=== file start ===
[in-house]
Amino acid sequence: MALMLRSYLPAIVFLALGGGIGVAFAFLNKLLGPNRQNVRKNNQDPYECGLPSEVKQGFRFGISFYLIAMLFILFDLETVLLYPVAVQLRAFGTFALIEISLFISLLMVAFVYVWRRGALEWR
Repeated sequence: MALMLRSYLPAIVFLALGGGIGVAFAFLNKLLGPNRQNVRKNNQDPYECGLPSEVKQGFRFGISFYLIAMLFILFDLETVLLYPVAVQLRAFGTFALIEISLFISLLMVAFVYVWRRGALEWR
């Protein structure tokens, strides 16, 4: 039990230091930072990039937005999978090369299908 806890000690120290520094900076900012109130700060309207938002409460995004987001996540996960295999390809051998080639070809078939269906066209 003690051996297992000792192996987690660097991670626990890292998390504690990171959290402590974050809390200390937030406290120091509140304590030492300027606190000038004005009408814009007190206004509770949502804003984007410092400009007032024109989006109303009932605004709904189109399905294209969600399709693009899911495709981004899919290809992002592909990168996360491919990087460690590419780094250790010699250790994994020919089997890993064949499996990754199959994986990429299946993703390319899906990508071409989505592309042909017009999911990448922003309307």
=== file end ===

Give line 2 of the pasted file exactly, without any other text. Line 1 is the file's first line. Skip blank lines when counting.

Amino acid sequence: MALMLRSYLPAIVFLALGGGIGVAFAFLNKLLGPNRQNVRKNNQDPYECGLPSEVKQGFRFGISFYLIAMLFILFDLETVLLYPVAVQLRAFGTFALIEISLFISLLMVAFVYVWRRGALEWR